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Divorce & Family Law This forum is for discussing any of the legal issues involved in your divorce.

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Old 03-23-2007, 10:52 AM
momofnl momofnl is offline
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Question new here & need advice Please???

Great forum, thank God I found it!!

Long, long story, and I'll make it slightly short!!

Married 15 years, two kids 9 and 7. Was diagnosed with breast cancer 5 years ago, last year it came back in my lungs (found early), did treatment, but an infection landed me near death in the hospital for 10 weeks.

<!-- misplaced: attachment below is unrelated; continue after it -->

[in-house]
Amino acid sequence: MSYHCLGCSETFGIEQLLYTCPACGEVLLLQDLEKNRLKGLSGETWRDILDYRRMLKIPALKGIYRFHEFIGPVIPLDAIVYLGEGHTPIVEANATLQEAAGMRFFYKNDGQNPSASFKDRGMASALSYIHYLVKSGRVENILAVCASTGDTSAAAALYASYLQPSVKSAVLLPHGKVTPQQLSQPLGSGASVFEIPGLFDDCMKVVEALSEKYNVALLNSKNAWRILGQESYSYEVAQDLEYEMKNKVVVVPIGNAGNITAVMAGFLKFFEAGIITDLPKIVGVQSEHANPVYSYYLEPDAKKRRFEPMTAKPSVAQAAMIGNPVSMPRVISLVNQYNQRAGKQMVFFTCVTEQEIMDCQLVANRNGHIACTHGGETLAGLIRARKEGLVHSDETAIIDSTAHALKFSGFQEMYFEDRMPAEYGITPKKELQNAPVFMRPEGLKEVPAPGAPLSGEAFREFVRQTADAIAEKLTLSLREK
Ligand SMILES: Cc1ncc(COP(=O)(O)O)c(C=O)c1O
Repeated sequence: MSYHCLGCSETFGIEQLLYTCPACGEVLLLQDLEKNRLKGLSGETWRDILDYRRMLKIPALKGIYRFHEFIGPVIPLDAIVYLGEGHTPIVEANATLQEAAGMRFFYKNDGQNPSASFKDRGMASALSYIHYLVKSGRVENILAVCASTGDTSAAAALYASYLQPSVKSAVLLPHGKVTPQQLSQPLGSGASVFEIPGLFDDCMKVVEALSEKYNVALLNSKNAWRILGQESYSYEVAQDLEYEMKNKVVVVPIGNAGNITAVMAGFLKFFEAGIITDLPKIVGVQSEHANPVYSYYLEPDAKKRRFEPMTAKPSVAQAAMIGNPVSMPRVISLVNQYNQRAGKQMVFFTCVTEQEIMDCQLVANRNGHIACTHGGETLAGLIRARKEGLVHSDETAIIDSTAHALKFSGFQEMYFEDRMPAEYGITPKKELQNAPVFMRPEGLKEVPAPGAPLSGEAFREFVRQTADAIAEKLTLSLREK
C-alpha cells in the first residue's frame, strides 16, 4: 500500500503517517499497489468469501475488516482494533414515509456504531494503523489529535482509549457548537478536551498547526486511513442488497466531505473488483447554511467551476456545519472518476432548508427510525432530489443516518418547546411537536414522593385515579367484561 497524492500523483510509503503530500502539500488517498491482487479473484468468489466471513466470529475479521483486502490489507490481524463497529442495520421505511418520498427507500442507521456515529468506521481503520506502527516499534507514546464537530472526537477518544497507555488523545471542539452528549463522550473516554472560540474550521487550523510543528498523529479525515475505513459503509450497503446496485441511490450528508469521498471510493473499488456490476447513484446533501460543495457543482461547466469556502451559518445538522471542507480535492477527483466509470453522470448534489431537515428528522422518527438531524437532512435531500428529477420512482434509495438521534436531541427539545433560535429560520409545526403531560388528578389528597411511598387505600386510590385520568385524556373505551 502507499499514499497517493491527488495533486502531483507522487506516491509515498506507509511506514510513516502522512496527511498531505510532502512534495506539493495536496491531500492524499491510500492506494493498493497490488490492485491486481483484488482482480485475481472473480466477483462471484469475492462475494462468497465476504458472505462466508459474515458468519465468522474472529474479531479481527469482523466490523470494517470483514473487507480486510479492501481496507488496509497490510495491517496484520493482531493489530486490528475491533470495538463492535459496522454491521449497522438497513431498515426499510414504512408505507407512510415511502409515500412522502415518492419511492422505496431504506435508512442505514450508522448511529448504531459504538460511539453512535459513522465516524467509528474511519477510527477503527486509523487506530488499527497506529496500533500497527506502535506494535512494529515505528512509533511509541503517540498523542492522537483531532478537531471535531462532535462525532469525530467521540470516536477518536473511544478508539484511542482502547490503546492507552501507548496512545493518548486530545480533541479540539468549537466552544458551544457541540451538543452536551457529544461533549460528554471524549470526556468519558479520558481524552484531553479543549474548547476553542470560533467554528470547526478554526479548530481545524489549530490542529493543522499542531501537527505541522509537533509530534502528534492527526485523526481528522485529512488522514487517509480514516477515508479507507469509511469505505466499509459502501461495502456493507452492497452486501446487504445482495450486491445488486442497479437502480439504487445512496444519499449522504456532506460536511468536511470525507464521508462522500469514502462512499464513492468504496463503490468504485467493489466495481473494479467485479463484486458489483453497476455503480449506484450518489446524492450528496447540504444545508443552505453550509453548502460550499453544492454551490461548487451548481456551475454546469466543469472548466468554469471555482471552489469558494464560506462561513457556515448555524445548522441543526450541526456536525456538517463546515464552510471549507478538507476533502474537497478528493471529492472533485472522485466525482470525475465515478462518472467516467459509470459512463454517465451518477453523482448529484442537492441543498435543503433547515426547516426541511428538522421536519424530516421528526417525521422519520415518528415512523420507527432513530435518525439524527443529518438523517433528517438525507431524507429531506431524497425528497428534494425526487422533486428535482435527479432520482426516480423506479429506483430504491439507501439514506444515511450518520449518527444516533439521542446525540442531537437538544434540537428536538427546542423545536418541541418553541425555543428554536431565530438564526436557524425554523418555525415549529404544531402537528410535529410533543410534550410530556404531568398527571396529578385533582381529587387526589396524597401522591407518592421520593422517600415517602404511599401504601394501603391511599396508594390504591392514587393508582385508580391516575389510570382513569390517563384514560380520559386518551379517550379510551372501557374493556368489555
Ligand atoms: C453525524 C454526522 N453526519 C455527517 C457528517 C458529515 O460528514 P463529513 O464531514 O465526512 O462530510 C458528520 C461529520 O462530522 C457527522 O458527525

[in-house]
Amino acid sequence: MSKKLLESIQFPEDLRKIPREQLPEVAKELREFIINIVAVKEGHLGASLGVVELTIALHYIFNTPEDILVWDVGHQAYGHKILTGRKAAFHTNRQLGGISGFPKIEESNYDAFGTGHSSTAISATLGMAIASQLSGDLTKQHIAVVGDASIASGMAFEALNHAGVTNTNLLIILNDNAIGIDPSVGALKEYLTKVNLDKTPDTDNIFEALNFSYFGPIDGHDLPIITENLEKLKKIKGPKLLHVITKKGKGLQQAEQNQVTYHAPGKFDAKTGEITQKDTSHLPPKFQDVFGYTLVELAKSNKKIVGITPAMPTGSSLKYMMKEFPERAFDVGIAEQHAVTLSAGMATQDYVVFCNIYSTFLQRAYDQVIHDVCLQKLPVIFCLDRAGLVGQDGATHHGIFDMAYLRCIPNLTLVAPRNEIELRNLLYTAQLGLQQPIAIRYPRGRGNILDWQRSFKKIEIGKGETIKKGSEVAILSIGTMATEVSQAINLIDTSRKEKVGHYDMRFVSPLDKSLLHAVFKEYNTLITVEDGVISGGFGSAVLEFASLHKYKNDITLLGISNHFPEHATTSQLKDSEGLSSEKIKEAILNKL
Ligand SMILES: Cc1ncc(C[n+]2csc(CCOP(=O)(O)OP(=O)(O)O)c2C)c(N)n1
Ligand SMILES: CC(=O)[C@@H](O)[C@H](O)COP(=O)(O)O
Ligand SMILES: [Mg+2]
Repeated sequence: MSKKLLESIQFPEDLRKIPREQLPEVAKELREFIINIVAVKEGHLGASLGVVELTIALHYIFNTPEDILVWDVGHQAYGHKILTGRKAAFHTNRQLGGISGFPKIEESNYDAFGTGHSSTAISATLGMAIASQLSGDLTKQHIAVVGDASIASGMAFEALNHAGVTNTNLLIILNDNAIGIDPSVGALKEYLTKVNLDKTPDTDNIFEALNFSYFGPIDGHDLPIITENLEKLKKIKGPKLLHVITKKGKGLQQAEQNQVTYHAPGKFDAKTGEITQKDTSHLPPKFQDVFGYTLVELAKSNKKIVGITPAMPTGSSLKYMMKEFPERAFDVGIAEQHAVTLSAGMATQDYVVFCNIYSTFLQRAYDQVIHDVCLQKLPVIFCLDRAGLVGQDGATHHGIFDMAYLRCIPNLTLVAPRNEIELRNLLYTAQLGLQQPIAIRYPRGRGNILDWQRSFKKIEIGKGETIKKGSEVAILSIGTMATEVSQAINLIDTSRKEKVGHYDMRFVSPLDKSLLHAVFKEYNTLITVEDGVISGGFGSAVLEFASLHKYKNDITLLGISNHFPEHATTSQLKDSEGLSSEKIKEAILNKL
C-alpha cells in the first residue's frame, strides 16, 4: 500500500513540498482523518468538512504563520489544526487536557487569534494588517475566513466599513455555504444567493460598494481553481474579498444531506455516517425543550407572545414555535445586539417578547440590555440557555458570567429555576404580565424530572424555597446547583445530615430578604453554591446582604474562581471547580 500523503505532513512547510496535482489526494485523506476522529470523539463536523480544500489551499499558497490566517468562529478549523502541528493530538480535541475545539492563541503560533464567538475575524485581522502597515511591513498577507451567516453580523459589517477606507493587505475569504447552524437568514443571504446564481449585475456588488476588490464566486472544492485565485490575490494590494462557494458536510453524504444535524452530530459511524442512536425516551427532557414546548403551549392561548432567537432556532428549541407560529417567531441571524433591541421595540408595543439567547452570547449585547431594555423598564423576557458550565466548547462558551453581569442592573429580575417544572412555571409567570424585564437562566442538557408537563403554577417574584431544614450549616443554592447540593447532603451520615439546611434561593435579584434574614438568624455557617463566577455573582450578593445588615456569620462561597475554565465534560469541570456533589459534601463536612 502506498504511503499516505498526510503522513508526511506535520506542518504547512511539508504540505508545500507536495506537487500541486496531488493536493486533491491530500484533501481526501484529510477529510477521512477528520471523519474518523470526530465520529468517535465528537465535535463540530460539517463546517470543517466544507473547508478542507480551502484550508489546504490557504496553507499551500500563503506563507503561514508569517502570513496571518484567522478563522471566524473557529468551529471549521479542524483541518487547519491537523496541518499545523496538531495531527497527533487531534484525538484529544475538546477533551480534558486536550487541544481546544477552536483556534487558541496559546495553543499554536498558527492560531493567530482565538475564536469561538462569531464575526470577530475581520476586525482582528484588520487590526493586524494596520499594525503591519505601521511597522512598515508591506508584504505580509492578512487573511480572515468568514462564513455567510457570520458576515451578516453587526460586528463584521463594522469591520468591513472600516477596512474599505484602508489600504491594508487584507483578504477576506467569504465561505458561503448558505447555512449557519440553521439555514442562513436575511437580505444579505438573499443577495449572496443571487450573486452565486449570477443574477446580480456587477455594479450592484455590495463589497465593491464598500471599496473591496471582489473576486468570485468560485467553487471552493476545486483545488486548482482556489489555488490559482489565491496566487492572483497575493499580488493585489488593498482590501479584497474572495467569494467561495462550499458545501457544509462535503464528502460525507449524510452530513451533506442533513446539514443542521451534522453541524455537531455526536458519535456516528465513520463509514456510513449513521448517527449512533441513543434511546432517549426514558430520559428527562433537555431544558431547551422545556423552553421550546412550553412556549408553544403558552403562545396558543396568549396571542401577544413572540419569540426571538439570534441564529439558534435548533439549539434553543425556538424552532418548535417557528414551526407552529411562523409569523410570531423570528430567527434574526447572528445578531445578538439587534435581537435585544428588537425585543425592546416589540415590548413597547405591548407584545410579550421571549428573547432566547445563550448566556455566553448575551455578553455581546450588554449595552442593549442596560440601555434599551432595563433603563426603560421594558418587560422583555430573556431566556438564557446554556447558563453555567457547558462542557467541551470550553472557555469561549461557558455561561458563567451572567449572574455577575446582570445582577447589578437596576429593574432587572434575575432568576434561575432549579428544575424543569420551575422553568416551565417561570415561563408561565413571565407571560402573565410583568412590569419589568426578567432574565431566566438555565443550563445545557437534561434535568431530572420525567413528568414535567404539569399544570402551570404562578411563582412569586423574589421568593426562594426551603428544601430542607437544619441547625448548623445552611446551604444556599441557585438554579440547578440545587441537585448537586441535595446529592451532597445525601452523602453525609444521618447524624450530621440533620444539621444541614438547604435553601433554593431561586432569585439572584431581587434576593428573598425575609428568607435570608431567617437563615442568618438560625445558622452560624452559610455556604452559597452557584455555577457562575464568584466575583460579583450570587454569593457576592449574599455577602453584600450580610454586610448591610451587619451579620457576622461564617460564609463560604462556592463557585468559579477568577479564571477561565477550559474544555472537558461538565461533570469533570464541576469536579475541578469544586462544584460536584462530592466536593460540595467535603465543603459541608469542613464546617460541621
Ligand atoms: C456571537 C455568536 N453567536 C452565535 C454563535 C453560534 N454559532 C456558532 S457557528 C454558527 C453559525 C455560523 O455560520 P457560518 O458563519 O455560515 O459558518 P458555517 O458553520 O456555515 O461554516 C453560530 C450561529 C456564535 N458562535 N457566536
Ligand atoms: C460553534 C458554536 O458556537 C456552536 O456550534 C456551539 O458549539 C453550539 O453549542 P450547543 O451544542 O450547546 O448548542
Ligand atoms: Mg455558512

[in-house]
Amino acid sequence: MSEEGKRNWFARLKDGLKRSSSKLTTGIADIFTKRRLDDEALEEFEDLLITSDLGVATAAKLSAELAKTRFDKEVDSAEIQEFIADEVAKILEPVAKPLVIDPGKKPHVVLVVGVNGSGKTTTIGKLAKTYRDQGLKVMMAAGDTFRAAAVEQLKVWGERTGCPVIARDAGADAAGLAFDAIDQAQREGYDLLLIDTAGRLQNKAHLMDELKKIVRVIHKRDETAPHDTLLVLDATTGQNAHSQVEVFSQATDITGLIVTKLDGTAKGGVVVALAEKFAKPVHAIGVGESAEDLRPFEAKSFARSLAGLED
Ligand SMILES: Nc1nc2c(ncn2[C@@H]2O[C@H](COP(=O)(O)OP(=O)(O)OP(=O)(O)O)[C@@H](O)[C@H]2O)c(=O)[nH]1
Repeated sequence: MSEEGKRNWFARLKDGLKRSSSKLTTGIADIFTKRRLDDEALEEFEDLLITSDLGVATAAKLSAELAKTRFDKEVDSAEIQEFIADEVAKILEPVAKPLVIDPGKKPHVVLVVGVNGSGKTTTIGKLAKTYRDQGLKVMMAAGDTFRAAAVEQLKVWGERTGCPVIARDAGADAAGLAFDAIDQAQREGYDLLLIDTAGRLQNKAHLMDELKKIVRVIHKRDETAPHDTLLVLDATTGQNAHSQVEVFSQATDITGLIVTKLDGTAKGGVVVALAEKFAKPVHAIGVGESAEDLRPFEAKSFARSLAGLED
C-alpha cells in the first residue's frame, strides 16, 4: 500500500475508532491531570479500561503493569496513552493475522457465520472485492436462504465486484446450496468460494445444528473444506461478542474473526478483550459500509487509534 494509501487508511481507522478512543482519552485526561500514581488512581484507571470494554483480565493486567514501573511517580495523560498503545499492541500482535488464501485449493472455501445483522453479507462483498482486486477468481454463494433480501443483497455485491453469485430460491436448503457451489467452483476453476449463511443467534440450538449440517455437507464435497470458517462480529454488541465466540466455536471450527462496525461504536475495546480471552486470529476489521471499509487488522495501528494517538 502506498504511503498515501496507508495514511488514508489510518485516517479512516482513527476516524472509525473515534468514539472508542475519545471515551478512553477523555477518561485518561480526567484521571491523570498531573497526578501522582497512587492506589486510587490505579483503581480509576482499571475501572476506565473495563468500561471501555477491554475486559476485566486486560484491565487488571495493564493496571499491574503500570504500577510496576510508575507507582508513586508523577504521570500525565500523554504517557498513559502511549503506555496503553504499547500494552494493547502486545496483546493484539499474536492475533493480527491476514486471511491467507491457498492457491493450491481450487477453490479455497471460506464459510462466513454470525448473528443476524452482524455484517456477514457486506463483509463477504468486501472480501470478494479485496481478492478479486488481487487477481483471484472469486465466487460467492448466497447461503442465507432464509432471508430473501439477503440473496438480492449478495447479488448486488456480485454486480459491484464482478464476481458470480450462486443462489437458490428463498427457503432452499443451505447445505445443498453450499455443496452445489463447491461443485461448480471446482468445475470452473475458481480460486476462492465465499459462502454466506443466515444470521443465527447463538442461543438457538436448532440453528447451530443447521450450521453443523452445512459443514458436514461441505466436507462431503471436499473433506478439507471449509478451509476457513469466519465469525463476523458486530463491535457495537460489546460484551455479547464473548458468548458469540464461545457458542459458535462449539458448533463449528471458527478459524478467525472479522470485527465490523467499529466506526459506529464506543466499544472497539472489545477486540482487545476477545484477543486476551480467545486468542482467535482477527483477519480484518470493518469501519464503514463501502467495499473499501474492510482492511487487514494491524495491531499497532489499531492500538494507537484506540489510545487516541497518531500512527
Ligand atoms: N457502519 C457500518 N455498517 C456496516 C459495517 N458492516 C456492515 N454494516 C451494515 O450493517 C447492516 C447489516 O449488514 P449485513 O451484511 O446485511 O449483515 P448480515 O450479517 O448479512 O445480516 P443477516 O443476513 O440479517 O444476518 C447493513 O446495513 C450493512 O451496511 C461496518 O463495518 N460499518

Marital Status was, we have had our ups and downs, I had thought about leaving a few years before, his verbal/anger problems nearly did me in mentally, but somehow we managed to stick it out, and I had no intentions of leaving. Then I got ill and we were hanging in together, then I was in the hospital. Lots of friends visiting etc.....He met one of my church friends and she was going through a separation. They "connected" as friends and by the time I came home from the hospital (still in a wheelchair and on IV), they had sparked a flame between them......I watched alot of this from the sidelines and put 2 and 2 together. Finally, after continually arguing, awful behaviour patterns on his part, I asked him to leave our home for a break. He complied and continued to pay all the expenses of our house/kids/cars. After the break time, I knew the relationship hadn't ended so I asked that we continue to be separated. Fast forward to now. Almost 6 months later-- He recently admitted fully to the affair and has moved in with her (wow, they move fast), and just recently bought a house with her out of town (10 mins). I was a bit shocked with all this. We decided to sell our house and I rented a nice 3 bdrm apartment, haven't moved yet, the closing date hasn't happened yet. I am trying to start up separation agreements. I have written down all the basics. I verballized this to him the other day, and he hasn't done his homework on the laws etc. I think I have a fair grasp on things.